Shout back people, shout back. Don't stand for it. Tell them they are bullying you and verbally abusing you and you deserve as much respect as they do. Walk out and let your parting shot be that you are going to make a formal complaint about their bullying attitude.


This is about 5th or 6th saying same

Endos are getting backed into corner by more informed patients

Ideally Always take supportive friend or family member as a witness or record the consultation


Thankyou I have no supportive friends or family members and I explained to endo's secretary in an email Monday about problems taking the Teva, the endo's secretary has gotten back to me in an email to say the endo has said for me to take the normal levo which I cannot do since I am lactose intolerant, the endo knows I am lactose intolerant and I get the impression he is trying to kill me


Is there anyone who can just sit in the room with you, they don't have to understand your thyroid disorder, nor do they have to comment on anything to do with your thyroid. Their very presence WILL make a difference to how you are spoken to by the doctor. If there is absolutely no-one, then do as SlowDragon says and record the conversation, on your phone or I believe you can buy small recorder type gadgets (Amazon??) for not too much money. Just say "I am recording this consultation because I can never remember everything that is discussed" - that's all and the endo will be careful of what they say. Alternatively, if you prefer, record covertly without telling them and you would then have proof of how you have been spoken to.


Thankyou there are work friends who have noticed my quality life is just next to nothing at the moment


So was I likely overmedicated as my current endo has said I was? I did not feel overmedicated at the time and the endo said he didn't care how I was feeling.



You haven't posted those results and ranges so we can't tell. If your FT4 and FT3 were over range you were biologically overmedicated whether you felt it or not.


TSH 0.02 (0.2 - 4.2)

FT4 22.8 (12 - 22)

FT3 4.3 (3.1 - 6.8)




TSH was suppressed and FT4 mildly over range. No reason for your endo to get out his/her pram about those results. Read Treatment Options in thyroiduk.org.uk/tuk/about_... Email dionne.fulcher@thyroiduk.org if you would like a copy of the Pulse article to show your endo.

Endo could simply have recommended you reduce dose. It's up to you whether to take the advice or not. If you chose not to endo could have discharged you but s/he is not entitled to shout at you.


Thankyou they were taken when I was on levo and T3 and done in 2016, endo number 2 was happy with them



Unfortunately doctors treatment plans and opinions differ. It's a great shame when they change a treatment regime on which the patient feels well because of they don't approve of a therapy.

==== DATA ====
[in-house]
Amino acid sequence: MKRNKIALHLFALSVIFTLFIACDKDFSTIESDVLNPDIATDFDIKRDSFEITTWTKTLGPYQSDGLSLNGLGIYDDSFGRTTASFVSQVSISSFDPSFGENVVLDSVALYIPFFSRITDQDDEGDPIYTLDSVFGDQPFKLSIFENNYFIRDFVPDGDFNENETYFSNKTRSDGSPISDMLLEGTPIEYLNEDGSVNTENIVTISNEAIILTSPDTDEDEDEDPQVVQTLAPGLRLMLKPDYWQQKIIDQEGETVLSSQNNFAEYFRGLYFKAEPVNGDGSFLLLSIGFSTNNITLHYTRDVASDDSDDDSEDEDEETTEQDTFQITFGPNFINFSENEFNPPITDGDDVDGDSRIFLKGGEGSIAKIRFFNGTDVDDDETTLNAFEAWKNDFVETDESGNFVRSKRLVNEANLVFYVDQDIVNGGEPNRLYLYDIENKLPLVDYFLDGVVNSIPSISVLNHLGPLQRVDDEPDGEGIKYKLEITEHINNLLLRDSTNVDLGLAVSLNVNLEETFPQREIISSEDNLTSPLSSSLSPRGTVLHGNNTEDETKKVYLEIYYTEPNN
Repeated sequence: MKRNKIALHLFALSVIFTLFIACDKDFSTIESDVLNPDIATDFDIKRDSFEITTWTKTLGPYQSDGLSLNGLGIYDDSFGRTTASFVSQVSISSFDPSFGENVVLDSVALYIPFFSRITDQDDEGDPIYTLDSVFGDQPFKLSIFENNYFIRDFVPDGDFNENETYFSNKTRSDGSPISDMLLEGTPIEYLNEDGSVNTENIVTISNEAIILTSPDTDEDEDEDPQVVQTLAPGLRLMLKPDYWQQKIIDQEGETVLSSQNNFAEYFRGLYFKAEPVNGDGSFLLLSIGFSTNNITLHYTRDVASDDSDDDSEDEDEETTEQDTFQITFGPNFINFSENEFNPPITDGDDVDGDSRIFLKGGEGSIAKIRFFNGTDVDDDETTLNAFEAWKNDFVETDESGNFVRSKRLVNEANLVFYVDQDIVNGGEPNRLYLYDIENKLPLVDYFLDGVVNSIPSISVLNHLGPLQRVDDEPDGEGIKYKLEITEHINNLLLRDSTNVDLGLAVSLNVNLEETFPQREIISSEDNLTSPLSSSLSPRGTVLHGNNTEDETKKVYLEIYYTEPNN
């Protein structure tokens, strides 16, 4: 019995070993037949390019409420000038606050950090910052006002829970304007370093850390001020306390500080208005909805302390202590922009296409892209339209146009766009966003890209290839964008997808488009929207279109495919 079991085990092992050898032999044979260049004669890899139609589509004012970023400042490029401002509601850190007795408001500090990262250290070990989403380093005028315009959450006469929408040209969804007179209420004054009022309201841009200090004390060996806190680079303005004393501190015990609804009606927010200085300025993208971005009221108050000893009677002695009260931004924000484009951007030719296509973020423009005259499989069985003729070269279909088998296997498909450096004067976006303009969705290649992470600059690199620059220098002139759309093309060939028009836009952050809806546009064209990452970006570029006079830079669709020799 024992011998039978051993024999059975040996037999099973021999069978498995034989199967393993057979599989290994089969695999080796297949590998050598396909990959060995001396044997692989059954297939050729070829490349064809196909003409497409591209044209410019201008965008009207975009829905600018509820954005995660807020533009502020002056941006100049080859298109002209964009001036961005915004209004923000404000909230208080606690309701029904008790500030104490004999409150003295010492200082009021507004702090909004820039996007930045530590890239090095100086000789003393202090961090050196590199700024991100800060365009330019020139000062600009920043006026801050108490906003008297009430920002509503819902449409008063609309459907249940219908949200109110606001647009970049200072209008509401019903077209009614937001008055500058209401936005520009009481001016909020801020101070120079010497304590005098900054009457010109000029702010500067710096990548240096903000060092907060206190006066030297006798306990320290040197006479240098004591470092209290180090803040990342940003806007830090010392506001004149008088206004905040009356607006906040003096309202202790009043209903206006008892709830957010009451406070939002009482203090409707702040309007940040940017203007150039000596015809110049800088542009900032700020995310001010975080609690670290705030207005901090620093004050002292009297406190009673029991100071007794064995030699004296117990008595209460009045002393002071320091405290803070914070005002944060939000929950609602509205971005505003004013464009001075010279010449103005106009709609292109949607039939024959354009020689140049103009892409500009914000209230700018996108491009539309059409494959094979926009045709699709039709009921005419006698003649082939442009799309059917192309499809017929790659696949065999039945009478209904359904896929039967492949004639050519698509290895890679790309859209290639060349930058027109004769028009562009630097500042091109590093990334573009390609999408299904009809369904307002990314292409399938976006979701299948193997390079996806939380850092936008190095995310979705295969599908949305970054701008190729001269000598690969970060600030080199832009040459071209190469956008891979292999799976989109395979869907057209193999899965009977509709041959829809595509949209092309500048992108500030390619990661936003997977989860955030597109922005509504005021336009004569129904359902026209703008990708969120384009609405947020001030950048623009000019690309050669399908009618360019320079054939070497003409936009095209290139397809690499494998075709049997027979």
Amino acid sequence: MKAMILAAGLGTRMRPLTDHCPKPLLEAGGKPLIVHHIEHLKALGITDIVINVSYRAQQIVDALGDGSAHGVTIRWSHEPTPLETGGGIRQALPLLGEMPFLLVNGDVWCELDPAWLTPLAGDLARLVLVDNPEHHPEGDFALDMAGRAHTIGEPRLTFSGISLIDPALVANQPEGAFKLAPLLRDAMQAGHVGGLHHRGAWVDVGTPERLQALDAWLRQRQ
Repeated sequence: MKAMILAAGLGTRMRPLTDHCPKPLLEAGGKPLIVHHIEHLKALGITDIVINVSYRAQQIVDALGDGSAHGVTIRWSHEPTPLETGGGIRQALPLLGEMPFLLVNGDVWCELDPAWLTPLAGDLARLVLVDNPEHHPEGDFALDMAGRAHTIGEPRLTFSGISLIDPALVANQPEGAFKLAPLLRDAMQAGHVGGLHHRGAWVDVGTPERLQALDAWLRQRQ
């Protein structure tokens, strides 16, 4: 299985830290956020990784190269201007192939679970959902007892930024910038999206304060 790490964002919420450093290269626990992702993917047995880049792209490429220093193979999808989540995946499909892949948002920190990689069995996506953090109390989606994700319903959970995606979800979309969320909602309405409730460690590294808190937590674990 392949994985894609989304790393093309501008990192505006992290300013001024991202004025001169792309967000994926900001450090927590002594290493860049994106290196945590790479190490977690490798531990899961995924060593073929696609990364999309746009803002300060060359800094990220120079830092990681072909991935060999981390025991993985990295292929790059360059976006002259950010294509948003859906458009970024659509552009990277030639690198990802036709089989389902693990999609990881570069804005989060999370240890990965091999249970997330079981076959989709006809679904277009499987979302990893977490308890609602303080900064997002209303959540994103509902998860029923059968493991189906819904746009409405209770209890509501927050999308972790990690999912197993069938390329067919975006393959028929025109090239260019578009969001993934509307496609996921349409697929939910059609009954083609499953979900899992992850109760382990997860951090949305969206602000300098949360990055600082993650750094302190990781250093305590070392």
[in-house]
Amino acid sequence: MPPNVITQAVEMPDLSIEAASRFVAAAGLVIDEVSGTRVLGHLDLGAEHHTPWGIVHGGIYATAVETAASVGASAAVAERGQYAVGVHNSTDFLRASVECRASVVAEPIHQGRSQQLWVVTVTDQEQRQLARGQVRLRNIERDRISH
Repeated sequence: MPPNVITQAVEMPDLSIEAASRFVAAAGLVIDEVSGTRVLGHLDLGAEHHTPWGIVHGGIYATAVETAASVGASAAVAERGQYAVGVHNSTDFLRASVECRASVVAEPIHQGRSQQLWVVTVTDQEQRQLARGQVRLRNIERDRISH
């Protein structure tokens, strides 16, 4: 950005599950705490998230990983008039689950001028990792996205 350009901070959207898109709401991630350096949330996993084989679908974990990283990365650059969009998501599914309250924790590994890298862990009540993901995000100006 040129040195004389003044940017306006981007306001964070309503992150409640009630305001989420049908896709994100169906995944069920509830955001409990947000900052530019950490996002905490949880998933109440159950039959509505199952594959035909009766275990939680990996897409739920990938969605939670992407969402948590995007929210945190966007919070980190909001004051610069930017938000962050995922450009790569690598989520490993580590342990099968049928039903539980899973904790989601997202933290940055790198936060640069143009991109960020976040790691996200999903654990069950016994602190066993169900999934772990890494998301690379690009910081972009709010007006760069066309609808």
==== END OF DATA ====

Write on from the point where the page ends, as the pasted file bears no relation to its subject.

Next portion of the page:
These look like good results. You could do with a little more T3 to raise the freeT3, and might as well drop the T4 a little.

Unlike your current results, that look terribly undermedicated :( 25mcg of T4 is a piddling tiny dose :(


I did not feel overmedicated


Hi Jinna

I’ve got Hashimoto’s and regardless of testing positive to celiac (mine came back negative) I went gluten free, this has helped me no end.

I’m having more in dept allergy testing and I’m waiting for the gluten one to come through, so it may say I am.

Anyway, unfortunately it’s a case of having to take matters into your own hands it’s your health and well-being, and it’s not all in your head either.

I’ve learnt my lesson (expensive one) that private Endocrinologist are no help.

GP’s blame it on anxiety and it’s all in your head. You only have to look at the posts on here about peoples experiences.

I’ve had some fantastic advice on here, in fact more advice on here than what my Endocrinologist gave me.

One thing that is important as other experienced members will advise is to make sure all your vitamin levels are correct.

Perhaps pay for private bloods (thyroid, vitamins) and post them on here.

Loads of people have been left with no choice but,to self medicate in order to get there life back

Best Wishes



Thankyou I supplement vit D, folate, B12 and iron and GP is happy to monitor me for everything including thyroid



I wouldn't go back to a doctor who shouted at me. Why don't you dump the endo and let your GP treat you? Most hypothyroidism is managed by GPs in primary care. Do be sure to complain about the endo's bullying to the head of endocrinology or the hospital PALS.


Thankyou I am intending on starting over with a new GP since my current ones do not believe I am diagnosed hypothyroid



Why are they prescribing Levothyroxine if they don't believe you are hypothyroid? Don't they have your medical records? Your results at diagnosis showed overt primary hypothyroidism.


lab report says not monitored or on levo



That's irrelevant. Just means the lab hasn't been informed that you are taking Levothyroxine and hasn't made a record of your previous blood tests via the practice. It doesn't mean your GP practice doesn't think you are hypothyroid.